Cup in a bathtub

  • Thread starter JonasS
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Main Question or Discussion Point

I was looking for information on calculating buoyancy of an upside-down cup in a bathtub...

If I place a plastic cup upside-down in a bathtub and press down, the water goes up into the cup a certain distance depending on the force I press down. Does this mean that the pressure of the air in the cup is equal to the force I am pressing down with? Is there a way to calculate what the pressure of that air is depending on the force?

I was doing some kitchen physics stuff with my nephew, and I just need a pointer to the proper equations or online tutorials. I found plenty of stuff for calculating buoyancy of floating cups (or floating anything) but nothing about air pressure.

Thank you very much!
 

Answers and Replies

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the total force that u are exerting will be equal to the buoyant force + the force exerted by the pressurised air inside the cup. the buoyant force wil be propotional to volume of CUP(not the inside hollow),ie the priphery which is submerged in the liquid and the force exerted by the air inside will be propotional to its compression.
 
Tide
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The pressure gradient within the air bubble will be negligible compared with the pressure gradient of the water outside the cup so, essentially, the air pressure inside the cup will be the same as the water pressure at the air-water interface.

The force you exert will be the buoyant force minus the weight of the cup.
 
16
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Okay, just a little confused...

I know that the buoyant force is F=dgv but I am confused as to why I would not use the air inside the cup when calculating volume.

Let's say I use plastic wrap to seal the mouth of the cup, and perform the same experiment. Wouldn't you then use the air inside the cup when calculating average density and volume?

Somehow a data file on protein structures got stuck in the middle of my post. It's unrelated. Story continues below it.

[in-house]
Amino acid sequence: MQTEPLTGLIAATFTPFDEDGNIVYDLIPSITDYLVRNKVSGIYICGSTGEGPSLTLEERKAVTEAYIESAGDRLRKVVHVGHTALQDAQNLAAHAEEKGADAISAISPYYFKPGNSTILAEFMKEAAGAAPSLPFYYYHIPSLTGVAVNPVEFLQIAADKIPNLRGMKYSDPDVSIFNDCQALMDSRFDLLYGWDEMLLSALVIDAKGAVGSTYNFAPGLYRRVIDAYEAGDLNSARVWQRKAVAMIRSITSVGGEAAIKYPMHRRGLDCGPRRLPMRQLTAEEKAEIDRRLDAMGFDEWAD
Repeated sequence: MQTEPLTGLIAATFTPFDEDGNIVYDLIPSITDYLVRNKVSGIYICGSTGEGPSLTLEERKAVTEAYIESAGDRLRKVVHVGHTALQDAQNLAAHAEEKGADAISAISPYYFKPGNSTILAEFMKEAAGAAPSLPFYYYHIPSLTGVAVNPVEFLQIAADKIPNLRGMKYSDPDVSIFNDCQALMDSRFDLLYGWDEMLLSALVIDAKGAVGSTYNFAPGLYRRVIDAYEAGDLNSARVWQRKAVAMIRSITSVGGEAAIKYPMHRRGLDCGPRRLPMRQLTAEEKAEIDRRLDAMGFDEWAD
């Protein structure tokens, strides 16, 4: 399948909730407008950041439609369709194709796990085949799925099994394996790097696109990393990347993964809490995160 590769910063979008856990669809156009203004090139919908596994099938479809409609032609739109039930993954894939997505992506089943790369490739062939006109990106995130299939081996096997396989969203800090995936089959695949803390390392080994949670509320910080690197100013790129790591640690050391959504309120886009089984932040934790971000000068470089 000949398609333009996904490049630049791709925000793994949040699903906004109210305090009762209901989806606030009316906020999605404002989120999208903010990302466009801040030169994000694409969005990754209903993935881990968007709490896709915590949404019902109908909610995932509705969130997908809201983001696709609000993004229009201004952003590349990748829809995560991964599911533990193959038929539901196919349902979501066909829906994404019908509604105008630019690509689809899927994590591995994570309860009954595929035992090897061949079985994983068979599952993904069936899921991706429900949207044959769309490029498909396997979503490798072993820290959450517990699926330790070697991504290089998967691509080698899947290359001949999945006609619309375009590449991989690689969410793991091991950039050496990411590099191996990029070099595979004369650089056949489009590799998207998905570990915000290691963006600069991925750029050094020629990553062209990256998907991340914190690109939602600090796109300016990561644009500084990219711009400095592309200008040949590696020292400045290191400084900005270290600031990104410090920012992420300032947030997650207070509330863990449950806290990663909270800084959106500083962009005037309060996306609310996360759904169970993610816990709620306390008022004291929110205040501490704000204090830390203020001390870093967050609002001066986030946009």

For example, the cup is cylindrical and is 16cm high and has a radius of 3cm. The walls of the cup are .5cm thick and it is made out of glass. The total volume is V = pi * r^2 * h = (3.1416)(9)(16) = 452.3904cm^3

I seal the mouth of the cup with plastic wrap, and push down on it until the entire cup is underwater and then hold it just under the surface. I am pressing down with:
F = dgv = (1kg/m^3)(9.80m/s^2)(4.524m^3) = 44.335N

First, do those calculations look correct? Second, why would they change if I removed the plastic seal from the cup and repeated the experiment? Would the air inside the cup offer an additional force on the water?

Thank you all for your help so far!
 
Tide
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Jonas,

Of course, the air inside matters. My point was that the pressure of the air inside the cup is essentially uniform.

However, the air does displace water (providing the buoyant force) and height of the air column inside the cup will depend on how deeply immersed the cup is in the water. Air is compressible but water is not. When you place plastic wrap over the opening, you assure that the volume of the air inside will be greater and so the buoyant force will be greater. Otherwise, water rises inside the cup up to the point at which water and air pressure balance.
 

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